Nikon D300 Digital SLR Camera review

Reviewed by: Howard Carson, January 2008
Manufactured by: Nikon USA, Nikon Canada, Nikon UK
Requires: An interest in photography
MSRP: US$1,799.99, CAN$1,869.95, UK£1,299.99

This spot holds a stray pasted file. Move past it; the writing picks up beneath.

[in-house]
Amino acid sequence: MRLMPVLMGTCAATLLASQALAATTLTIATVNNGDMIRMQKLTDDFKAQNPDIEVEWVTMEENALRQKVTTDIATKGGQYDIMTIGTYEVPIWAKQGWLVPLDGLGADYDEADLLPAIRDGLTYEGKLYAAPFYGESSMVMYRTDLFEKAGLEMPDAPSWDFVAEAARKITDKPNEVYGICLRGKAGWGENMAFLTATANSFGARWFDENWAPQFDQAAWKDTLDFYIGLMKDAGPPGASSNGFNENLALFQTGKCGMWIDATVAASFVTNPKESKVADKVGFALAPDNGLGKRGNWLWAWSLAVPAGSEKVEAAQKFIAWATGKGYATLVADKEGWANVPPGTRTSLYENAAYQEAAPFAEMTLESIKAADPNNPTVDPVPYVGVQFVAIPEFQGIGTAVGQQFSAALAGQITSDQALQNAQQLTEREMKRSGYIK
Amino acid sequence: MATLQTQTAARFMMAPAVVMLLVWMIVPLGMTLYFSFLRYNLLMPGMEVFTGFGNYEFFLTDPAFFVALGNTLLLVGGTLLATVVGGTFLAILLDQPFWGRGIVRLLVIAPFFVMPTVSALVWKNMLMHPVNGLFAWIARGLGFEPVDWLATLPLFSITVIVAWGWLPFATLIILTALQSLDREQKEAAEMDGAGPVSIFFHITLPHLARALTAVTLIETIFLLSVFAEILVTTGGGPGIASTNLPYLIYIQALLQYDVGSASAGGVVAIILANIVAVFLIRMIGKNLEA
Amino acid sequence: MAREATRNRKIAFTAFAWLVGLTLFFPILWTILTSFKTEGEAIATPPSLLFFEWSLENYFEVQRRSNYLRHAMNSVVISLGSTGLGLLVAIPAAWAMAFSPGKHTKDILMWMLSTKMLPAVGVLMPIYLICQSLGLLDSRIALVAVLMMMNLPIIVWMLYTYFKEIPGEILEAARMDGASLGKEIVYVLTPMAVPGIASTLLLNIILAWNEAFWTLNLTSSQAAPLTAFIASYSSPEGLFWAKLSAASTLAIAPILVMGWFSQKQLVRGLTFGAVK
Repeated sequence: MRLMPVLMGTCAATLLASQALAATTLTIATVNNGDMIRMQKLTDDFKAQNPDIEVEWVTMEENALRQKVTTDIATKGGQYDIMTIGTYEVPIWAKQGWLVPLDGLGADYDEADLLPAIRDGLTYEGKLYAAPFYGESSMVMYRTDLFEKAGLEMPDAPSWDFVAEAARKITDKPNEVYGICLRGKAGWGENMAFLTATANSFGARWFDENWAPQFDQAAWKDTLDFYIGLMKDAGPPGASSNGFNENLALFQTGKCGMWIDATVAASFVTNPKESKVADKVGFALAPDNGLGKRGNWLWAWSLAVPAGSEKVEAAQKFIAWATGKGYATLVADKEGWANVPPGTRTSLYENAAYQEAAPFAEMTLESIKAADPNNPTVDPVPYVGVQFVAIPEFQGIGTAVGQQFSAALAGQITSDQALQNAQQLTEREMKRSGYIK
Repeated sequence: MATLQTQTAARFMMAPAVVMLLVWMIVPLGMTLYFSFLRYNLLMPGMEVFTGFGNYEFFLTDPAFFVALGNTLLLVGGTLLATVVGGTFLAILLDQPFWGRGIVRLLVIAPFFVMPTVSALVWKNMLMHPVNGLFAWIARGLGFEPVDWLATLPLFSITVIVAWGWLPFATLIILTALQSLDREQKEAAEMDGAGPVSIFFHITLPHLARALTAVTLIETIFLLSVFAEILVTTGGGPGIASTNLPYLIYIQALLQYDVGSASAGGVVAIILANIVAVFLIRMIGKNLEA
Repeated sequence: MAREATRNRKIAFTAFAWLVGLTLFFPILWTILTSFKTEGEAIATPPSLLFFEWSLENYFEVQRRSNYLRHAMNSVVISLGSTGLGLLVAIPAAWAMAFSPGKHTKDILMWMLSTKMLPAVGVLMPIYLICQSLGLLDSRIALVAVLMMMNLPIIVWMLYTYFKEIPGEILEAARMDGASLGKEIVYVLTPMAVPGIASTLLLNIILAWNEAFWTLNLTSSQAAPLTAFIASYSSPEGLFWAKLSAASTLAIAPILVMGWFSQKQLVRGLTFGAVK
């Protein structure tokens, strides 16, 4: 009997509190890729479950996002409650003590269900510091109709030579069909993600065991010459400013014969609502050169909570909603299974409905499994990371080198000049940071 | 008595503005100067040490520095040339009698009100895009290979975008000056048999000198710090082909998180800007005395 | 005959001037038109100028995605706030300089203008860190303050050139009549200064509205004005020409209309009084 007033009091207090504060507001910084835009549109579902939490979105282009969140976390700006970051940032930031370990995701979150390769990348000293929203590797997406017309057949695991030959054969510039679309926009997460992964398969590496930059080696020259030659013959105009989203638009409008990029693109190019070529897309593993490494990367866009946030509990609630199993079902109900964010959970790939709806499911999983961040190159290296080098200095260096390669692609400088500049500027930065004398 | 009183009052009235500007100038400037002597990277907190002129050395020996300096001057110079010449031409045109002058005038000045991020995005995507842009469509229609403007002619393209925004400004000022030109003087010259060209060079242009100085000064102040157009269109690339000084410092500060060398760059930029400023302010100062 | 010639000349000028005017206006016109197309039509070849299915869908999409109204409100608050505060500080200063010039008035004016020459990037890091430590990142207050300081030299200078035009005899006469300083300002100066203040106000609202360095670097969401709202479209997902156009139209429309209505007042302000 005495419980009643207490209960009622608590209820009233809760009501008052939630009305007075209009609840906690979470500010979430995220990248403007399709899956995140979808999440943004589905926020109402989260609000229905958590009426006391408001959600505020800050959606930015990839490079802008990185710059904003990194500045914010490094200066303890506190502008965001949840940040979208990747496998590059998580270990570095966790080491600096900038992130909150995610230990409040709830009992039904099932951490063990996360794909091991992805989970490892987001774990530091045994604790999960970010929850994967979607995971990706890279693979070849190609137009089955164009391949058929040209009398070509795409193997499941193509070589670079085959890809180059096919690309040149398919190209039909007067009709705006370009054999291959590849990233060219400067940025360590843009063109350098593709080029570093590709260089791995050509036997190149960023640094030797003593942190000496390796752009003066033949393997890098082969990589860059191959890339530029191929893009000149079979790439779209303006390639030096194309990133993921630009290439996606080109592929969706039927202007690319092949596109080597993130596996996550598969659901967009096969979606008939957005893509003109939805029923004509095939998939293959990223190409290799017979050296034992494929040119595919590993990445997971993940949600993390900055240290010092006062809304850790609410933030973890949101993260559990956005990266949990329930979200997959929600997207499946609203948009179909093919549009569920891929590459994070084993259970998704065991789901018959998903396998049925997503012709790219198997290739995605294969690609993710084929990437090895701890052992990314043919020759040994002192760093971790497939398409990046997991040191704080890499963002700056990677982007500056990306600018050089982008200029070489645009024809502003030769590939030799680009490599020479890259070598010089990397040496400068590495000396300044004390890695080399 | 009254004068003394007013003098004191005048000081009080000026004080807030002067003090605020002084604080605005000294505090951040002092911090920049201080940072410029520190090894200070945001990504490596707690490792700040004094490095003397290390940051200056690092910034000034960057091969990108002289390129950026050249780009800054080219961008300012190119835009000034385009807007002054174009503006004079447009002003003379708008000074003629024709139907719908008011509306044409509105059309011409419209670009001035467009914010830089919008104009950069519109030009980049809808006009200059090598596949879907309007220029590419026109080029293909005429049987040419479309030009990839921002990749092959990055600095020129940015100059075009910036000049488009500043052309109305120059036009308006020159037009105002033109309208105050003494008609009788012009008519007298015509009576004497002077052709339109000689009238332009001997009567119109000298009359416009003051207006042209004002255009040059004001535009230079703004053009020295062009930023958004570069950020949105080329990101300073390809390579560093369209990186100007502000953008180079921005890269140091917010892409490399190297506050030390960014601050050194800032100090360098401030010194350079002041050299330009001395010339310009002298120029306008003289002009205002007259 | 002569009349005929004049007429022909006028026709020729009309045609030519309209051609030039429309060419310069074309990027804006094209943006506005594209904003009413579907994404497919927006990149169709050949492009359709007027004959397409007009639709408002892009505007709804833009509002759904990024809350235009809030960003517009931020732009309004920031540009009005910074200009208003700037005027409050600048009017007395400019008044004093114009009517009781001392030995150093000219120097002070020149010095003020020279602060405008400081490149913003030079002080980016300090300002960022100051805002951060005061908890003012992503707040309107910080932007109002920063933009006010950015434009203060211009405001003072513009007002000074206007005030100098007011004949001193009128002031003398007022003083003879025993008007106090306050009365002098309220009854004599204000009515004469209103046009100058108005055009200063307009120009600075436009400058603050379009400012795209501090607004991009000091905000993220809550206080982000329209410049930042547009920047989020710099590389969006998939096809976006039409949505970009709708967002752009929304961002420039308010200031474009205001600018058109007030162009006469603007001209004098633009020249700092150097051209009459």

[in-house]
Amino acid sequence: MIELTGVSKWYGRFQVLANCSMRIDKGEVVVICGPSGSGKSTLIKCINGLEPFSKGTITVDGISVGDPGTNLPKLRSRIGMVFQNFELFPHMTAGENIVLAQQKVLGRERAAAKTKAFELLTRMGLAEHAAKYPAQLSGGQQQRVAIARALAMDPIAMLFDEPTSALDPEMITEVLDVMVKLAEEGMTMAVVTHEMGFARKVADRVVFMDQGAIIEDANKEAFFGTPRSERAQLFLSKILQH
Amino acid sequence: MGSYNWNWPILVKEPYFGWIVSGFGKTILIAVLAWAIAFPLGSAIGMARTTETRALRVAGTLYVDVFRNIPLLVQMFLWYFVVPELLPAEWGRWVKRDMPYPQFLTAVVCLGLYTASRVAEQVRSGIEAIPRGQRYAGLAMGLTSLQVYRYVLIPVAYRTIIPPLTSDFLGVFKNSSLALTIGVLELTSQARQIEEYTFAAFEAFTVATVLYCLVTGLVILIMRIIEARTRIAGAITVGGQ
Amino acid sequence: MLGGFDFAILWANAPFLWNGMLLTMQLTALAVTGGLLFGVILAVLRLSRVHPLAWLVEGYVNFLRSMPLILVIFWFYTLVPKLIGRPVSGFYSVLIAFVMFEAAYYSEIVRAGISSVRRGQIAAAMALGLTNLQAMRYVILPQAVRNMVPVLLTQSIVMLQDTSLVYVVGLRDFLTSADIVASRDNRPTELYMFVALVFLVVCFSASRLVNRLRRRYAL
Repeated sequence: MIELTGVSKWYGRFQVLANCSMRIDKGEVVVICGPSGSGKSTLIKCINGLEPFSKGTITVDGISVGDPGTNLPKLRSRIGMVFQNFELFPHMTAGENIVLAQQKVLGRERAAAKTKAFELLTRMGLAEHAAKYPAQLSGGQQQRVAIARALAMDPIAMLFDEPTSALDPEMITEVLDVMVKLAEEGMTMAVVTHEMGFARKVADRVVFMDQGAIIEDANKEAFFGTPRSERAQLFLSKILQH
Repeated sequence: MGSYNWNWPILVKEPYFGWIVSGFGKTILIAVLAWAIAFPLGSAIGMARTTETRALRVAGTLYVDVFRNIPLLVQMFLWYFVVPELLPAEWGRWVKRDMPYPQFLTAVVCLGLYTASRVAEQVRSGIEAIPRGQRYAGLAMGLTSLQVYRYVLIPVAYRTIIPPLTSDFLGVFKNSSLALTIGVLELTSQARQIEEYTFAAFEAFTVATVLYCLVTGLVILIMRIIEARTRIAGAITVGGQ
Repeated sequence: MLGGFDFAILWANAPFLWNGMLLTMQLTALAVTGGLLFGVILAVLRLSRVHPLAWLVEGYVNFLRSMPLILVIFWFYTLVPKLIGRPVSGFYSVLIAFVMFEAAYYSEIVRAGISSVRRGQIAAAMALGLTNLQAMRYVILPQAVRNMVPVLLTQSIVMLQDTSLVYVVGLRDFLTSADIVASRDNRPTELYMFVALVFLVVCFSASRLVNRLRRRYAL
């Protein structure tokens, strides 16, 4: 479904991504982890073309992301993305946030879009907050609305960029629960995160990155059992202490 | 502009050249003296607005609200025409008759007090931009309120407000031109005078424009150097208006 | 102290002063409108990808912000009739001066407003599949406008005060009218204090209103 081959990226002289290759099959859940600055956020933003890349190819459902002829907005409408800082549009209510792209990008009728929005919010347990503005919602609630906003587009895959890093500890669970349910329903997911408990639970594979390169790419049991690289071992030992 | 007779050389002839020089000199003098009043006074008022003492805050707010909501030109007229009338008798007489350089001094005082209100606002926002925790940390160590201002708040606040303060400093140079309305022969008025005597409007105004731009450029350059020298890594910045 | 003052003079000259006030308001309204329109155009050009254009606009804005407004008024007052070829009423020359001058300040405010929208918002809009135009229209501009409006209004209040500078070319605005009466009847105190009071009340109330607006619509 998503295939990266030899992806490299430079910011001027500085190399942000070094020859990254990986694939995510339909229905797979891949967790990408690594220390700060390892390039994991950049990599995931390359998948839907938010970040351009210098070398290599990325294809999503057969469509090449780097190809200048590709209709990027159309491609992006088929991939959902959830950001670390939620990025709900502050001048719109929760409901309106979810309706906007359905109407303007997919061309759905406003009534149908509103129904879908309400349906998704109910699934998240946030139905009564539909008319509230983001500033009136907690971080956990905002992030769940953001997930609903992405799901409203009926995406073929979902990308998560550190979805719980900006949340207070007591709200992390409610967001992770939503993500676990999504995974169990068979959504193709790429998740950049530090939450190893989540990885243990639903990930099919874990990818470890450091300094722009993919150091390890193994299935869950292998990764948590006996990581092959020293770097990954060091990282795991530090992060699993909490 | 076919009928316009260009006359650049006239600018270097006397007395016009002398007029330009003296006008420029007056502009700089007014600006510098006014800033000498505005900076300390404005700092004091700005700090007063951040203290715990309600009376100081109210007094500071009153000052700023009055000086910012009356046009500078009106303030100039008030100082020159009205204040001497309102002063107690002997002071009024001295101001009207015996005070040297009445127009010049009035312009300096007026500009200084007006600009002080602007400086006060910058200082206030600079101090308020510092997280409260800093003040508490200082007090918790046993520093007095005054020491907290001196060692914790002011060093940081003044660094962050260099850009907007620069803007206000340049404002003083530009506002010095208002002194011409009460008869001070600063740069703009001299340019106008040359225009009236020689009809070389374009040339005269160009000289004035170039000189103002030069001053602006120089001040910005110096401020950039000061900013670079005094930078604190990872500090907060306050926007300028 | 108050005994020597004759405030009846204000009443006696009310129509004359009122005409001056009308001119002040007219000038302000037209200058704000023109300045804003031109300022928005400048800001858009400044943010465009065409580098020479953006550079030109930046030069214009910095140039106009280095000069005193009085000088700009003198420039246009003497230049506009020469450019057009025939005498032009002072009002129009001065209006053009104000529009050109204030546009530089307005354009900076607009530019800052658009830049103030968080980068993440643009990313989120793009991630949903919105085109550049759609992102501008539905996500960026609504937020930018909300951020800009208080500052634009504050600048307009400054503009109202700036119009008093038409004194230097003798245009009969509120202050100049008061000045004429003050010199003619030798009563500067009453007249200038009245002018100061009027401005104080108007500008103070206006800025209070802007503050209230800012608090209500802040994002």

In the annals of photography history there are lists of important inventions and product developments which herald sea changes - dramatic improvements - which serve to draw large numbers of new enthusiasts into the realm and activity of photography. The Nikon D300 Digital SLR camera is just such a product, and along with its bigger professional brother, the D3, represents the current cream of the crop. Canon has been beating up on Nikon for several years. Turnabout is fair play, so now it's time for Nikon to return the favor. The D300 is a 12.3 megapixel, CMOS APS-C size (DX) sensor, 14-bit color camera. It features a high resolution (922,000 pixel) 3" LCD rear monitor suitable for spot proofing, switchable Live View through the rear LCD, weatherproofing, a 150,000 actuation synthetic shutter, UDMA high speed CompactFlash card support, a new CPU (the EXPEED processor), a switchable 51(!) point auto focus system, automatic face recognition and focus tracking by color, customizable focus calibration to accommodate focus variations in up to twenty different lenses, scene recognition, HDMI high definition video output to high definition televisions and display devices, Active D-Lighting for automated in-camera shadow & highlight control of high dynamic range (HDR) scenes, and extremely fast operation. There's lots more, but you get the idea. The Nikon D300 is an awful lot of camera.